Les Ponts-de-Cé

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Les Ponts-de-Cé
Les Ponts-de-Cé is located in France
Les Ponts-de-Cé
Les Ponts-de-Cé
Coordinates: 47°25′31″N 0°31′27″W / 47.4253°N 0.5242°W / 47.4253; -0.5242Coordinates: 47°25′31″N 0°31′27″W / 47.4253°N 0.5242°W / 47.4253; -0.5242
Country France
Region Pays de la Loire
Department Maine-et-Loire
Arrondissement Angers
Canton Les Ponts-de-Cé
Intercommunality Angers Loire Métropole
Government
 • Mayor (2001–2008) Pierre-André Ferrand
Area1 19.55 km2 (7.55 sq mi)
Population (1999)2 12,038
 • Density 620/km2 (1,600/sq mi)
INSEE/Postal code 49246 / 49130
Elevation 15–36 m (49–118 ft)
(avg. 26 m or 85 ft)

1 French Land Register data, which excludes lakes, ponds, glaciers > 1 km² (0.386 sq mi or 247 acres) and river estuaries.

2 Population without double counting: residents of multiple communes (e.g., students and military personnel) only counted once.

Les Ponts-de-Cé is a commune in the Maine-et-Loire department in western France.

Les Ponts-de-Cé is in the suburbs of Angers.

History[edit]

In September 1432, during the Hundred Years' War, the routiers of Rodrigo de Villandrando, in the pay of Georges de la Trémoille, held Les Ponts-de-Cé against the assaults of Jean de Bueil.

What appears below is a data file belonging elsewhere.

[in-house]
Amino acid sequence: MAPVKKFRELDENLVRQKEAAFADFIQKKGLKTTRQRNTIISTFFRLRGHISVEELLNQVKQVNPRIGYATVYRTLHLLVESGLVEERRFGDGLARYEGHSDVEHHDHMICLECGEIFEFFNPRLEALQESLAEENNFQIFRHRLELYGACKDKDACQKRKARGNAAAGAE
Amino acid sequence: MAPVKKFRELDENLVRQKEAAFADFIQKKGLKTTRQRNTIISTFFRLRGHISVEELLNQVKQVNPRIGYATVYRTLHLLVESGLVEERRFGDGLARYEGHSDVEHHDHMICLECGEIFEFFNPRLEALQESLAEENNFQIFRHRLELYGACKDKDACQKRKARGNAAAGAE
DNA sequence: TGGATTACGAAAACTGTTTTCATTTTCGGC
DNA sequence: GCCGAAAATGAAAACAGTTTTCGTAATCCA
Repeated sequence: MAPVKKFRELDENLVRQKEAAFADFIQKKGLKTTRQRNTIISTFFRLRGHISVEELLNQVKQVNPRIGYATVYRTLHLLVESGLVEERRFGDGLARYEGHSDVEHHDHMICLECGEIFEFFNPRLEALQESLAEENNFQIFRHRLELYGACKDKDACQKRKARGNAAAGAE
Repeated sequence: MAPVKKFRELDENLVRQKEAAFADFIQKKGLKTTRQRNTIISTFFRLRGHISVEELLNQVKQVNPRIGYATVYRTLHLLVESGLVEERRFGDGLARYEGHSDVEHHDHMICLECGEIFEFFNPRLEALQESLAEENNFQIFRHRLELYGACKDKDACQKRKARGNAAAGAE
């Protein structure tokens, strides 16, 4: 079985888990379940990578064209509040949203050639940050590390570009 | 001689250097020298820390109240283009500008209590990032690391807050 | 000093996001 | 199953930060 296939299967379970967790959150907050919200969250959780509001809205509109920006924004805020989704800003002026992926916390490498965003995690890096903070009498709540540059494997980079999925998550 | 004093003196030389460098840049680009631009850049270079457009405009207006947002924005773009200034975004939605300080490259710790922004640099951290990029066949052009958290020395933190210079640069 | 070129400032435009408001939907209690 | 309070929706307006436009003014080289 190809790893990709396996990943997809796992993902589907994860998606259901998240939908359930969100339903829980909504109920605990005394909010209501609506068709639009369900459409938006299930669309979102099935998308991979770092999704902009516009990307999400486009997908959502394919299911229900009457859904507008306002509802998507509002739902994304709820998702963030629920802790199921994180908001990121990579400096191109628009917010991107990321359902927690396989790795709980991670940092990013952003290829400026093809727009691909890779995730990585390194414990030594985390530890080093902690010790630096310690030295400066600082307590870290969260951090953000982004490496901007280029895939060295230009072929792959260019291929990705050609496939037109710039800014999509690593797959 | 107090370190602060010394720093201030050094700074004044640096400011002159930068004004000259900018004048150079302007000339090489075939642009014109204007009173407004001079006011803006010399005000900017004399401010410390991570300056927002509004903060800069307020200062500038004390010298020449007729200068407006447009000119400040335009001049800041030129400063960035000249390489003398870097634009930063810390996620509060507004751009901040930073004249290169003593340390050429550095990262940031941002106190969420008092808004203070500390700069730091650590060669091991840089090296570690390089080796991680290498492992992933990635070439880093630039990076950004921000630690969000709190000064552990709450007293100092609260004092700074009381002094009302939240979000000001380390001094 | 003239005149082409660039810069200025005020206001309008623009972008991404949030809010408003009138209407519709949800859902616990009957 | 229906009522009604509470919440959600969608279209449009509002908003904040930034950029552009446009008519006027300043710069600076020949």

In August 1620, a battle in Les Ponts-de-Cé definitely ended a civil war, waged by Marie de Médicis. Her troops were defeated by her son, the French King Louis XIII.

This short rebellion, subdued easily by the King's troops, is known in France under the name of "Drôlerie des Ponts-de-Cé" (Les Ponts-de-Cé's joke).

Names[edit]

In the past, Les Ponts-de-Cé had known many different names, which are :

  • Castro-Seio (889)
  • Pon Sigei (1009)
  • In Saiaco (1036)
  • Saiacus (1090)
  • Seium (1104)
  • Pons Sagei (1115)
  • Pons Sagii (1148)
  • Pons Saeii (1291)
  • Le Pont de Sae (1293)
  • Les Ponts de See (1529)

All these names contain the Celtic root sea, which has the same meaning as in English.[citation needed]

Indeed, the city has the characteristic of being spanned by many bridges which connect the various zones and roads of the city between them. This is also why the French meaning could be translated by "Cé's bridges".

See also[edit]